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Statistics about Viral Hemorrhagic Fevers

Prevalence and incidence statistics for Viral Hemorrhagic Fevers:

See also prevalence and incidence page for Viral Hemorrhagic Fevers

Incidence (annual) of Viral Hemorrhagic Fevers: 0 new cases of viral haemorrhagic fever per 100,000 population was notified in Australia 2002 (Yohannes K, Roche P, Blumer C et al. 2004, Australia’s Health 2004, AIHW)

Incidence Rate: approx 1 in 0 or 0.00% or 0 people in USA [about data]

Incidence extrapolations for USA for Viral Hemorrhagic Fevers: 0 per year, 0 per month, 0 per week, 0 per day, 0 per hour, 0 per minute, 0 per second. Note: this extrapolation calculation uses the incidence statistic: 0 new cases of viral haemorrhagic fever per 100,000 population was notified in Australia 2002 (Yohannes K, Roche P, Blumer C et al. 2004, Australia’s Health 2004, AIHW)

Viral Hemorrhagic Fevers: Rare Disease Status

Viral Hemorrhagic Fevers is listed as a "rare disease" by Ophanet, a consortium of European partners ...more »

Incidence statistics about Viral Hemorrhagic Fevers:

The following statistics relate to the incidence of Viral Hemorrhagic Fevers:

  • 0 new cases of viral haemorrhagic fever was notified in Australia 2002 (Yohannes K, Roche P, Blumer C et al. 2004, Australia’s Health 2004, AIHW)
  • more about incidence...»

Society statistics for Viral Hemorrhagic Fevers

Hospitalization statistics for Viral Hemorrhagic Fevers:

The following are statistics from various sources about hospitalizations and Viral Hemorrhagic Fevers:

  • 0.0006% (72) of hospital episodes were for arthropod-borne viral fevers and viral haemorrhagic fevers in England 2002-03 (Hospital Episode Statistics, Department of Health, England, 2002-03)
  • 90% of hospital consultations for arthropod-borne viral fevers and viral haemorrhagic fevers required hospital admission in England 2002-03 (Hospital Episode Statistics, Department of Health, England, 2002-03)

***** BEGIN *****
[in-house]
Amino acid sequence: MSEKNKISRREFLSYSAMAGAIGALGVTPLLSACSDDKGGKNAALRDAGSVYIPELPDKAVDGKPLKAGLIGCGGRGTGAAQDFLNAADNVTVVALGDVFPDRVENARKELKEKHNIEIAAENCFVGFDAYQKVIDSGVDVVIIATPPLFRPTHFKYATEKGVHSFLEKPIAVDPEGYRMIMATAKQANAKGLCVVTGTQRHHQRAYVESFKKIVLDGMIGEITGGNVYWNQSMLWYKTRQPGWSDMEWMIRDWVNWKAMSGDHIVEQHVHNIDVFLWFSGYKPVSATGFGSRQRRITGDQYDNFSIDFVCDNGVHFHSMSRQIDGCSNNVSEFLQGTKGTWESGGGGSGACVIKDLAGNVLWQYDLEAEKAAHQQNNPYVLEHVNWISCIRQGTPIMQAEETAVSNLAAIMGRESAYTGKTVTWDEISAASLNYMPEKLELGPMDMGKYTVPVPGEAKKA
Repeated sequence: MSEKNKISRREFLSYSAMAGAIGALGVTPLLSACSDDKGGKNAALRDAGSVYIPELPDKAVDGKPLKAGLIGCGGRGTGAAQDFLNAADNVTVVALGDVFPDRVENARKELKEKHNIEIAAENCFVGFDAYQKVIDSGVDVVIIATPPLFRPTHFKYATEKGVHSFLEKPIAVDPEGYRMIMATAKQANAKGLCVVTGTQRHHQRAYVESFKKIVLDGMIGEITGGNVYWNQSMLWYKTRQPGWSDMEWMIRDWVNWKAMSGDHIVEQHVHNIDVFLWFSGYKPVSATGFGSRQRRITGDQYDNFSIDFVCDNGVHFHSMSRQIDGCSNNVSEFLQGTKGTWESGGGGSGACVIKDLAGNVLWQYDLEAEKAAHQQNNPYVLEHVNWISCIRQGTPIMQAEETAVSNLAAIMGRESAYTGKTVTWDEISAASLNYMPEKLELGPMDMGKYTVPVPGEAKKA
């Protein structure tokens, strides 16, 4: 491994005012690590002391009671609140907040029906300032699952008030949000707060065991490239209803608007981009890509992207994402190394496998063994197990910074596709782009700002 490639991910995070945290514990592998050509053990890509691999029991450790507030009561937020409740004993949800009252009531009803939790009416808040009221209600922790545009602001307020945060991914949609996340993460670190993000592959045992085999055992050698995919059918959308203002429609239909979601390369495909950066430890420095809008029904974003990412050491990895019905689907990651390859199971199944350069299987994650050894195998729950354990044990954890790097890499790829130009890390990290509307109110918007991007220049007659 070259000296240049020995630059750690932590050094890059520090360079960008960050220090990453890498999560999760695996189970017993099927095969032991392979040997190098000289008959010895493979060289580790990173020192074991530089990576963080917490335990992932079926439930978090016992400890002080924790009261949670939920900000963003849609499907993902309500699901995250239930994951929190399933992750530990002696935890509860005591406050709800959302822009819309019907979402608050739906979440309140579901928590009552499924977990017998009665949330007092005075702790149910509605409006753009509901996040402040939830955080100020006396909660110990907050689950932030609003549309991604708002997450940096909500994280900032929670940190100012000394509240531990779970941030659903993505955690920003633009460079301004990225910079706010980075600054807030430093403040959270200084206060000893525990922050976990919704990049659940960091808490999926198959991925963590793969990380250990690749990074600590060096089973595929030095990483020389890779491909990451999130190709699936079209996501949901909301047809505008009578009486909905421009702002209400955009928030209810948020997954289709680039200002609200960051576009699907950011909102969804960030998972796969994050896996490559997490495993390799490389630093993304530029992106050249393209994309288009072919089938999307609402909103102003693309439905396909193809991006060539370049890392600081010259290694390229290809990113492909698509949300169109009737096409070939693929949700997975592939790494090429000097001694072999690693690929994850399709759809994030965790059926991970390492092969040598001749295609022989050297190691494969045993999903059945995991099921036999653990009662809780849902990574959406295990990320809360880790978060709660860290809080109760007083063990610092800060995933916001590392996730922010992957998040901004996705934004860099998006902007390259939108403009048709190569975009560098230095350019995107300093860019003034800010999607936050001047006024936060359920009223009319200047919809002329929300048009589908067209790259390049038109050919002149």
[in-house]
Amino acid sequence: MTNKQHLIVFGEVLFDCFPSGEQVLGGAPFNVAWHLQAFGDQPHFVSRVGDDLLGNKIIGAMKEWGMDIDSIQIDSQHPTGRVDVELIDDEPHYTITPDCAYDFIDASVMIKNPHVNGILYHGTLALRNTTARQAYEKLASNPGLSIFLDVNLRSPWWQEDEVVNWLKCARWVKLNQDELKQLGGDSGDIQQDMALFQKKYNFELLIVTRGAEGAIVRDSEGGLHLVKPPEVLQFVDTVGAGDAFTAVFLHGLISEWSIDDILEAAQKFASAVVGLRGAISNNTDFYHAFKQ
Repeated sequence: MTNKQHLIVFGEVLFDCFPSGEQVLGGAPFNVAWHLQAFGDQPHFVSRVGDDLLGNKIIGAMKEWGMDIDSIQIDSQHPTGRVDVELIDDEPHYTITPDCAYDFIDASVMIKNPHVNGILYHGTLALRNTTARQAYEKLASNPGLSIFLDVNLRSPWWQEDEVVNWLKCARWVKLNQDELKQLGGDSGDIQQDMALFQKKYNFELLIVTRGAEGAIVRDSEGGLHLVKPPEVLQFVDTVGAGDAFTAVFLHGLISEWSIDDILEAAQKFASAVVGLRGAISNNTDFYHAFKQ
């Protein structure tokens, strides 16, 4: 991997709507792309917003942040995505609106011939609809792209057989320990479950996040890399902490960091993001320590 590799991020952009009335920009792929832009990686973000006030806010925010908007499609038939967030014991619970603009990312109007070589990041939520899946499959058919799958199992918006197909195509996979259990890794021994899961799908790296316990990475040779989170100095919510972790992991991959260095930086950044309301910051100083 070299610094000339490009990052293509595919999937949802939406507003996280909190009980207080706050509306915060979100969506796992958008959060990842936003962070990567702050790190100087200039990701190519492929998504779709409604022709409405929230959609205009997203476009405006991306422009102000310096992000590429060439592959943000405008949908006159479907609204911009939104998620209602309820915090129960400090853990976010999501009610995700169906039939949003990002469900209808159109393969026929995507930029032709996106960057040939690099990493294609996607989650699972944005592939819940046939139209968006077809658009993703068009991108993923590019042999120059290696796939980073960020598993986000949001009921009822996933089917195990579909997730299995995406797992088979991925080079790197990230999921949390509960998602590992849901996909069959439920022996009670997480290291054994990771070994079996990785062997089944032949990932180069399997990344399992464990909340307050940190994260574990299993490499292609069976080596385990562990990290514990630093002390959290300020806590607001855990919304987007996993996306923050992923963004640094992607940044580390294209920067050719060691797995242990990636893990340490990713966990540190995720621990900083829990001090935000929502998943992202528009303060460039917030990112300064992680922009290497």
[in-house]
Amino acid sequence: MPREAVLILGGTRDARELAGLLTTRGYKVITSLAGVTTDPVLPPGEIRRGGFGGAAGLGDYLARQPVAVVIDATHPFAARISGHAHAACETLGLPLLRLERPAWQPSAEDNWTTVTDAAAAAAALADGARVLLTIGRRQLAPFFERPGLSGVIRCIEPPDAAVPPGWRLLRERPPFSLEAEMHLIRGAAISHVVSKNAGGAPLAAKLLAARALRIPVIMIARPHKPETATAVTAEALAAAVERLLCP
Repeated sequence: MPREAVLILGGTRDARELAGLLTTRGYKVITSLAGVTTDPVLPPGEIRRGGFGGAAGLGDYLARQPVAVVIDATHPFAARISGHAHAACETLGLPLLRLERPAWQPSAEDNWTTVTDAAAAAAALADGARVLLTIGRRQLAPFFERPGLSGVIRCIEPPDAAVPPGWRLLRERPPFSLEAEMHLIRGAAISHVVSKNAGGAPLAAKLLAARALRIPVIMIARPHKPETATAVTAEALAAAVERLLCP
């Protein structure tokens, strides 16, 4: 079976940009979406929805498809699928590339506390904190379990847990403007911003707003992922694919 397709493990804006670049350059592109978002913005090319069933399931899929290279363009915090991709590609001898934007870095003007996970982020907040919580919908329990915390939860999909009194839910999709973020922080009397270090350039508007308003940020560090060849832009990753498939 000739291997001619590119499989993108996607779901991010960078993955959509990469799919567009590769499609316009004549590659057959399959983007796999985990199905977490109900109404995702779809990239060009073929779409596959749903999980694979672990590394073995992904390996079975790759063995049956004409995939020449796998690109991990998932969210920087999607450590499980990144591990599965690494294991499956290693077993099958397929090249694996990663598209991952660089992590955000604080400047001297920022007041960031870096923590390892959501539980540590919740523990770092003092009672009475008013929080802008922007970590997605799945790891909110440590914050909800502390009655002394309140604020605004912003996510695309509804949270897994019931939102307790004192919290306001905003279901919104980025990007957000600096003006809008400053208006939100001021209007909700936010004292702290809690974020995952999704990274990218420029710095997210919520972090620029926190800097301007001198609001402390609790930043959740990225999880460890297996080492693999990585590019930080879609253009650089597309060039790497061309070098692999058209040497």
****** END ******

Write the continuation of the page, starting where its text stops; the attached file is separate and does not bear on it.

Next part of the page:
• 60% of hospital episodes for arthropod-borne viral fevers and viral haemorrhagic fevers were for men in England 2002-03 (Hospital Episode Statistics, Department of Health, England, 2002-03)
  • 40% of hospital episodes for arthropod-borne viral fevers and viral haemorrhagic fevers were for women in England 2002-03 (Hospital Episode Statistics, Department of Health, England, 2002-03)
  • 98% of hospital admissions for arthropod-borne viral fevers and viral haemorrhagic fevers required emergency hospital admission in England 2002-03 (Hospital Episode Statistics, Department of Health, England, 2002-03)
  • 4 days was the mean length of stay in hospitals for arthropod-borne viral fevers and viral haemorrhagic fevers in England 2002-03 (Hospital Episode Statistics, Department of Health, England, 2002-03)
  • 4 days was the median length of stay in hospitals for arthropod-borne viral fevers and viral haemorrhagic fevers in England 2002-03 (Hospital Episode Statistics, Department of Health, England, 2002-03)
  • 31 was the mean age of patients hospitalised for arthropod-borne viral fevers and viral haemorrhagic fevers in England 2002-03 (Hospital Episode Statistics, Department of Health, England, 2002-03)
  • 92% of hospitalisations for arthropod-borne viral fevers and viral haemorrhagic fevers occurred in 15-59 year olds in England 2002-03 (Hospital Episode Statistics, Department of Health, England, 2002-03)
  • 3% of hospitalisations for arthropod-borne viral fevers and viral haemorrhagic fevers occurred in people over 75 in England 2002-03 (Hospital Episode Statistics, Department of Health, England, 2002-03)
  • 0% of hospitalisations for arthropod-borne viral fevers and viral haemorrhagic fevers were single day episodes in England 2002-03 (Hospital Episode Statistics, Department of Health, England, 2002-03)
  • 0.0005% (256) of hospital bed days were for arthropod-borne viral fevers and viral haemorrhagic fevers in England 2002-03 (Hospital Episode Statistics, Department of Health, England, 2002-03)

About statistics:

This page presents a variety of statistics about Viral Hemorrhagic Fevers. The term 'prevalence' of Viral Hemorrhagic Fevers usually refers to the estimated population of people who are managing Viral Hemorrhagic Fevers at any given time. The term 'incidence' of Viral Hemorrhagic Fevers refers to the annual diagnosis rate, or the number of new cases of Viral Hemorrhagic Fevers diagnosed each year. Hence, these two statistics types can differ: a short-lived disease like flu can have high annual incidence but low prevalence, but a life-long disease like diabetes has a low annual incidence but high prevalence. For more information see about prevalence and incidence statistics.

 

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